Modulation of host cell mTOR signaling by Toxoplasma gondii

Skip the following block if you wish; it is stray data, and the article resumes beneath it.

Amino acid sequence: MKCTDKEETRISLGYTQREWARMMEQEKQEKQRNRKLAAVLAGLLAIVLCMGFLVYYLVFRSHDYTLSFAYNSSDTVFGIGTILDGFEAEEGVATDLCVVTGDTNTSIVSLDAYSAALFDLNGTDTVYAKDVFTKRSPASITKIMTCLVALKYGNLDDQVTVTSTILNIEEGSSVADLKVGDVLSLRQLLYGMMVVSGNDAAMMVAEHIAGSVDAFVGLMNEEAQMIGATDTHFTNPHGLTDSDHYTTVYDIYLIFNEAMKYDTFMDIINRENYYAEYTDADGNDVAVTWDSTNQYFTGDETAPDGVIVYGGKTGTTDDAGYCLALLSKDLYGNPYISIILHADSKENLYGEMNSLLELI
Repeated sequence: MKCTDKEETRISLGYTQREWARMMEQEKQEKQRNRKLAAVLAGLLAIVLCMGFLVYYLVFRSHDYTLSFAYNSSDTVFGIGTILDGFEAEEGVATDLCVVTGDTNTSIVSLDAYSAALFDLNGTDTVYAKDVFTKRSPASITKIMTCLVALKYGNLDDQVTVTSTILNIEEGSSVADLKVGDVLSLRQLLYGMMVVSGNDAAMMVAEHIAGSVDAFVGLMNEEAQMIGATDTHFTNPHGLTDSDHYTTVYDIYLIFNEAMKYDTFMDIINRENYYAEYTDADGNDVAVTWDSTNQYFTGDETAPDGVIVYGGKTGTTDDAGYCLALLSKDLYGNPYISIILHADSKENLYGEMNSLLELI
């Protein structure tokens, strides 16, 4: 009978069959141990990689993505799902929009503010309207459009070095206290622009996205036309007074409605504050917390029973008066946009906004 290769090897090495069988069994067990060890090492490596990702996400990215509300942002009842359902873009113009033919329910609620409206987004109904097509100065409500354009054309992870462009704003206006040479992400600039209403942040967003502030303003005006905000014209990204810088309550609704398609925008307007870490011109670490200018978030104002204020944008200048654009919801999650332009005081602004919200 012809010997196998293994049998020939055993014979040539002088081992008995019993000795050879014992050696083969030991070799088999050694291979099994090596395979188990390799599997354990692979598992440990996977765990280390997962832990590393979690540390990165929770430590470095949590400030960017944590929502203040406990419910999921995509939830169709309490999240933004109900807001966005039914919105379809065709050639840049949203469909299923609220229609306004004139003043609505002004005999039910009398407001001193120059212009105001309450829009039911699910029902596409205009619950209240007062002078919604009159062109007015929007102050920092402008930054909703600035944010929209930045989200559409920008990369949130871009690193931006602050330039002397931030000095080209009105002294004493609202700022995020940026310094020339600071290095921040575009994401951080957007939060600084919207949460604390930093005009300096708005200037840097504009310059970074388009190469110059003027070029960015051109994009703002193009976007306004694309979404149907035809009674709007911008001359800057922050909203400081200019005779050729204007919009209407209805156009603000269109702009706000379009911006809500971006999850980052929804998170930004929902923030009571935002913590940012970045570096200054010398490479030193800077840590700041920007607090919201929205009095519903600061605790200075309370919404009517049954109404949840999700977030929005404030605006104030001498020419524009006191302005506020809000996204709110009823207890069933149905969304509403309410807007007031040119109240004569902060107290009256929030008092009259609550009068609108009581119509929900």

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Toxoplasma gondii, an obligate protozoan parasite, have been demonstrated to employ delicate strategies for infection. The modulation of many aspects of host cell physiology by T. gondii and the related mechanisms largely remains unknown. We hypothesize that parasite infection might modulate host cell growth and metabolism, as well as the related signaling events. We find that T. gondii infection induces host cell autophagy, a bulk degradation pathway. Infection-induced autophagy is independent of mTOR complex 1, mTORC1, and relies on calcium signaling. At physiologically relevant amino acid levels, parasite growth becomes defective in autophagy-deficient cells. Furthermore, infection causes consumption of host cell mass in an autophagy-dependent manner, indicating a role of autophagy in parasite recovery of host cell nutrients. The findings propose a novel function for autophagy as a pathway by which parasites may effectively compete with the host cell for limiting anabolic resources. We also find that T. gondii infection induces rapid and sustained mTORC1 activation, which has non-canonical features. Given the critical role of mTORC1 in controlling cell growth and proliferation, we find that infection drives dramatic host cell cycle entry and progression, which is independent of exogenous mitogenic factors but requires mTORC1 activity. The study represents a pathophysiological demonstration of mTORC1-dependent cell cycle entry and progression. The non-canonical mTORC1 activation, which is induced by parasite infection, provides a unique model for further understanding the mechanisms of mTORC1 signaling. The other mTOR complex, mTORC2, is found to be induced by T. gondii infection in both human and mouse fibroblasts. The mTORC2 signaling is demonstrated to control the polarity of reorganized centrosome in infected cells via Akt effector Gsk3. Disruption of mTORC2/Akt signaling perturbs the astral patterning of microtubules around the parasitophorous vacuole, as well as the pattern of host lysosome and mitochondrial localization around the vacuole. Furthermore we find that infection suppresses scratch-induced cell migration in a mTORC2-dependent manner. These findings imply the novel roles for mTORC2 in the mediation of polarizing responses that control centrosome position, cellular organization and cell migration.